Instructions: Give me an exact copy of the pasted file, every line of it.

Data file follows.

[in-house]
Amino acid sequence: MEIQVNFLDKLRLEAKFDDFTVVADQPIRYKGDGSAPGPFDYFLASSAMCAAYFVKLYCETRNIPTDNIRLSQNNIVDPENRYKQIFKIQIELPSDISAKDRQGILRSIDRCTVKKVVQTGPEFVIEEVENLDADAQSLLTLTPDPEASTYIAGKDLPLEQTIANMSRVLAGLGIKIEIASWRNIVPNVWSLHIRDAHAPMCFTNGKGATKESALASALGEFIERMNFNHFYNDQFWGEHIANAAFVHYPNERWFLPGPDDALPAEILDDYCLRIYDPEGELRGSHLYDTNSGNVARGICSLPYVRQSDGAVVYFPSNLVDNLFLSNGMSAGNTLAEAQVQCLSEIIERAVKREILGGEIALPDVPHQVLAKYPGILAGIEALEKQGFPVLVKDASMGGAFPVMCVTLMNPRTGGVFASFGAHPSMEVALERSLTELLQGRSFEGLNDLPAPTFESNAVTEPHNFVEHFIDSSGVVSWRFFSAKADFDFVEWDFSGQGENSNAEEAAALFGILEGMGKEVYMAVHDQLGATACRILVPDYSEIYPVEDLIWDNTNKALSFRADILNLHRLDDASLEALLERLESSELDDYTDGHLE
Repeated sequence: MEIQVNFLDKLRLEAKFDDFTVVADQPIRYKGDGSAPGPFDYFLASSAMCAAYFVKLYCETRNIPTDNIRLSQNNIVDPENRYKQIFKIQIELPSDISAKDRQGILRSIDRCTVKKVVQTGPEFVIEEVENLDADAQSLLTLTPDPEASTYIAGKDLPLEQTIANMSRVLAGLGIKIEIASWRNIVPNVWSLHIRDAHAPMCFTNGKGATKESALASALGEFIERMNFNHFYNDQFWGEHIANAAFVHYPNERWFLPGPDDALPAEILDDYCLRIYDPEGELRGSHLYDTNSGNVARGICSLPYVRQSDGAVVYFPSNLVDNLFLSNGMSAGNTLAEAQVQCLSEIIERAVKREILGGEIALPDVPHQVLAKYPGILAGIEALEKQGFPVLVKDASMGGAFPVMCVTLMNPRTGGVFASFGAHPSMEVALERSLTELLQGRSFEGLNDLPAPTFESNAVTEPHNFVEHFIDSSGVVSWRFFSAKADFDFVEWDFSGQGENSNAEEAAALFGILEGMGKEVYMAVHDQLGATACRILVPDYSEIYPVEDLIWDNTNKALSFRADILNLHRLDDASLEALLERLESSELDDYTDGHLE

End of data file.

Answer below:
[in-house]
Amino acid sequence: MEIQVNFLDKLRLEAKFDDFTVVADQPIRYKGDGSAPGPFDYFLASSAMCAAYFVKLYCETRNIPTDNIRLSQNNIVDPENRYKQIFKIQIELPSDISAKDRQGILRSIDRCTVKKVVQTGPEFVIEEVENLDADAQSLLTLTPDPEASTYIAGKDLPLEQTIANMSRVLAGLGIKIEIASWRNIVPNVWSLHIRDAHAPMCFTNGKGATKESALASALGEFIERMNFNHFYNDQFWGEHIANAAFVHYPNERWFLPGPDDALPAEILDDYCLRIYDPEGELRGSHLYDTNSGNVARGICSLPYVRQSDGAVVYFPSNLVDNLFLSNGMSAGNTLAEAQVQCLSEIIERAVKREILGGEIALPDVPHQVLAKYPGILAGIEALEKQGFPVLVKDASMGGAFPVMCVTLMNPRTGGVFASFGAHPSMEVALERSLTELLQGRSFEGLNDLPAPTFESNAVTEPHNFVEHFIDSSGVVSWRFFSAKADFDFVEWDFSGQGENSNAEEAAALFGILEGMGKEVYMAVHDQLGATACRILVPDYSEIYPVEDLIWDNTNKALSFRADILNLHRLDDASLEALLERLESSELDDYTDGHLE
Repeated sequence: MEIQVNFLDKLRLEAKFDDFTVVADQPIRYKGDGSAPGPFDYFLASSAMCAAYFVKLYCETRNIPTDNIRLSQNNIVDPENRYKQIFKIQIELPSDISAKDRQGILRSIDRCTVKKVVQTGPEFVIEEVENLDADAQSLLTLTPDPEASTYIAGKDLPLEQTIANMSRVLAGLGIKIEIASWRNIVPNVWSLHIRDAHAPMCFTNGKGATKESALASALGEFIERMNFNHFYNDQFWGEHIANAAFVHYPNERWFLPGPDDALPAEILDDYCLRIYDPEGELRGSHLYDTNSGNVARGICSLPYVRQSDGAVVYFPSNLVDNLFLSNGMSAGNTLAEAQVQCLSEIIERAVKREILGGEIALPDVPHQVLAKYPGILAGIEALEKQGFPVLVKDASMGGAFPVMCVTLMNPRTGGVFASFGAHPSMEVALERSLTELLQGRSFEGLNDLPAPTFESNAVTEPHNFVEHFIDSSGVVSWRFFSAKADFDFVEWDFSGQGENSNAEEAAALFGILEGMGKEVYMAVHDQLGATACRILVPDYSEIYPVEDLIWDNTNKALSFRADILNLHRLDDASLEALLERLESSELDDYTDGHLE